The housing market has been red-hot in 2013—a good sign for the self-storage industry—but the pace of housing gains is expected to slow as the year rolls on.
Average home prices increased 11.6 percent and 12.1 percent for the 10- and 20-city composites for the 12 months ending in April, according to the latest S&P/Case-Shiller Home Price Index, released Tuesday.
From March to April, the 10- and 20-city composites rose 2.6 percent and 2.5 percent, respectively—their highest monthly gains in the history of the S&P/Case-Shiller. All of the cities tracked by Case-Shiller showed positive year-over-year returns for at least the fourth consecutive month.
The latest Federal Housing Finance Agency price report, also released Tuesday, showed more modest strength than the Case-Shiller figures, with prices up 0.7 percent from March to April.
The health of the housing market is critical for the self-storage industry, which gains 65 percent to 70 percent of its business from the residential market. Housing indicators have been largely positive entering the spring and summer selling season, with home prices, home sales and homebuilding activity all showing solid improvement.
“The recovery is definitely broad-based,” said David Blitzer, chairman of the index committee at S&P Dow Jones Indices. “The two composites showed the largest year-over-year gains in seven years. Atlanta, Las Vegas, Phoenix and San Francisco posted year-over-year gains of over 20 percent in April. San Francisco was the highest, at 23.9 percent.”
Economists at Capital Economics predict a slower pace of growth by the fourth quarter of this year and say the growth pace will decline further in 2014. But the forecast doesn’t mean the still-fragile housing recovery is over.
Signed contracts for newly built homes were at a seasonally adjusted annual rate of 476,000 in May—2.1 percent above the revised April 2013 estimate of 466,000, according to data from the U.S. Census Bureau released Tuesday. Signed contracts were 29 percent above the year-ago rate.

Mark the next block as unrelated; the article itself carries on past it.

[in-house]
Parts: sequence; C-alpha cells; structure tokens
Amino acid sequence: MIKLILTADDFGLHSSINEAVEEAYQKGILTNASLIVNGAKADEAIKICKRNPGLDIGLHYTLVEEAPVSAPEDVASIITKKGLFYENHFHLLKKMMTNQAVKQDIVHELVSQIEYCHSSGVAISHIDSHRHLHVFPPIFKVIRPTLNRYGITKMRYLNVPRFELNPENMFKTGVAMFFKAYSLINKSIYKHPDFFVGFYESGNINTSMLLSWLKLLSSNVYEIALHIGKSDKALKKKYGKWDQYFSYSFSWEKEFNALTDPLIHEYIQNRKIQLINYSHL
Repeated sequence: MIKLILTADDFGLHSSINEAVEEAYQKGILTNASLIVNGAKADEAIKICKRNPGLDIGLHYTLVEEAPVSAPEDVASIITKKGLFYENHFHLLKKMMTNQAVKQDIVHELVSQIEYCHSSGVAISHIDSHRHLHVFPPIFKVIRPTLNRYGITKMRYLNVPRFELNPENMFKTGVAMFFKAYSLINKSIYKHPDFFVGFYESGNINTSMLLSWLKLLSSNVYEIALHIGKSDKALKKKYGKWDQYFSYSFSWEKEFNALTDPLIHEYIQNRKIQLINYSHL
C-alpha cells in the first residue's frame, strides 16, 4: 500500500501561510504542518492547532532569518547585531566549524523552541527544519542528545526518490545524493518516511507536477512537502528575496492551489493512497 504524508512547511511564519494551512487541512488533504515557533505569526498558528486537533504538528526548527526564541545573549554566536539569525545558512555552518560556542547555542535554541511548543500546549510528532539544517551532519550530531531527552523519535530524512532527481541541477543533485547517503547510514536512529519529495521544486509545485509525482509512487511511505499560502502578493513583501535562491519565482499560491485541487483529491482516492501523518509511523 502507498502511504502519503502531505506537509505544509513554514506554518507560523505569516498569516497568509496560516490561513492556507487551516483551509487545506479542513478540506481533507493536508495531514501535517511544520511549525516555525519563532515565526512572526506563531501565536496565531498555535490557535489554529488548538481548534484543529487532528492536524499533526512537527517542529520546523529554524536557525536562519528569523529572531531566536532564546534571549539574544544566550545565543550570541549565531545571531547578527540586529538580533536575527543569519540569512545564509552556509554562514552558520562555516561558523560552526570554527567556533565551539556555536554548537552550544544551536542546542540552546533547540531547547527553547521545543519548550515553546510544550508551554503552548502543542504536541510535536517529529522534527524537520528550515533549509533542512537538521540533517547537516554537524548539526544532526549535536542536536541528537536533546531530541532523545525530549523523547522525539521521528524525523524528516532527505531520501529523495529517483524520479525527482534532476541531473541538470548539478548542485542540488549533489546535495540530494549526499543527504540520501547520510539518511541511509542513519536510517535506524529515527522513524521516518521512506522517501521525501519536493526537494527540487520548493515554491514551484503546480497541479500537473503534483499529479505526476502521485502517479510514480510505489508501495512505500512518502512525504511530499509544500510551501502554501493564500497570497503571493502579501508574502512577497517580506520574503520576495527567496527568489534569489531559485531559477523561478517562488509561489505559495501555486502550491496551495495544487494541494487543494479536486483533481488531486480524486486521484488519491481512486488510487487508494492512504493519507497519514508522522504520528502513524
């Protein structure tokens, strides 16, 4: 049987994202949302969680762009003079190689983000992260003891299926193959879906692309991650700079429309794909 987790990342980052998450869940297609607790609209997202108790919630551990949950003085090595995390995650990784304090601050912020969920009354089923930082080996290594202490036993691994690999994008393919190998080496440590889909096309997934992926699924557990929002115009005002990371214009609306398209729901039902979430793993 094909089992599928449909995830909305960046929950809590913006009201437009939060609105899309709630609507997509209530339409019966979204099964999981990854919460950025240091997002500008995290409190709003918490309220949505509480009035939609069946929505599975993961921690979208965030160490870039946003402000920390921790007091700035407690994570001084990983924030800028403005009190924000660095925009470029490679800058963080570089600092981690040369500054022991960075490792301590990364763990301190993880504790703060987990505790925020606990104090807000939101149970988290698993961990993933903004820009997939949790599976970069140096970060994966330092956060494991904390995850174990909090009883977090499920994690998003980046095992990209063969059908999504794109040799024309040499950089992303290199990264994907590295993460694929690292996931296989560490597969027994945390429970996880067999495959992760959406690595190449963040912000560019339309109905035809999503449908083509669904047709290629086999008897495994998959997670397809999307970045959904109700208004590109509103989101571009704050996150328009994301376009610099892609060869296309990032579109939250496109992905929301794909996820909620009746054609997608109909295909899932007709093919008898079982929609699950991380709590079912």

Supply and Demand
The U.S. had just a 4.1-month supply of newly built homes in May, which is considered a tight market, according to Census Bureau data. Homebuilders have reported shortages in homebuilding materials such as lumber.
“Supply constraints are one of the barriers to a more robust recovery,” said David Crowe, chief economist at the National Association of Home Builders. “The shortages … are particularly concerning given that the current rate of construction is still far below what would be considered normal or necessary to meet underlying demand.”
On Monday, Lender Processing Services reported U.S. home prices rose 1.5 percent from March to April and jumped 8.1 percent from year-ago figures.
Not one of the 20 largest states or 40 largest metros tracked by Lender Processing Services saw negative month-over-month or year-over-year movement.
At $217,000, Lender Processing Services’ House Price Index is up 4.5 percent since the start of 2013, but still remains down 18.2 percent from its June 2006 peak of $265,000, according to Lender Processing Services.
California also led the top 20 states in terms of year-over-year growth, up 17.9 percent over March. San Francisco topped metro areas for the biggest home-price increase, up 3.6 percent from March, according to Lender Processing Services. San Francisco was followed by Sacramento, CA, and San Jose, CA, at 3 percent each; and the California areas of Napa, Stockton and Truckee, at 2.8 percent each. At the bottom of the heap was San Antonio, which posted a home-price increase of just 0.1 percent.
Sales of Existing Homes
Existing-home sales improved in May from the previous month to a four-year high, while the median price continued to rise by double-digit rates from a year earlier, the National Association of Realtors reported recently.
Existing-home sales rose by 4.2 percent to a seasonally adjusted annual rate of 5.18 million in May from 4.97 million in April. Sales were 12.9 percent above the 4.59 million-unit pace a year ago and are at their highest level since November 2009, the Realtors group said.
Regionally, existing-home sales improved in all four areas, with the Midwest seeing the biggest monthly gain and the West seeing the biggest year-over-year gain.
“The level of existing-home sales continued to improve in May,” said Mark Vitner, senior economist with Wells Fargo Securities in Charlotte, NC. “However, the mix of sales to more traditional buyers is critical to a sustainable recovery.”
Some experts have expressed concern that investors have largely driven the housing recovery, but they have begun to back off because of rising home prices and fewer foreclosed homes, which generally sell at steep discounts.
Rising Mortgage Rates
Some analysts also fear that if mortgage rates climb above 4 percent, the housing market will suffer. An upward movement in rates is expected to curtail refinancing but shouldn’t affect buyers who are more affected by whether they are employed, have credit or have rising income, said Doug Duncan, chief economist at Fannie Mae.
Consumer confidence is up, as is household wealth, Duncan said in a recent Fannie Mae podcast. Household wealth is close to what it was before the housing crash, but consumers still are rebuilding their post-recession finances, Duncan said.
Still, housing appears solidly on the mend despite some concerns over things like mortgage rates and tight supply.
“Housing is still taking us on the right path,” Duncan said.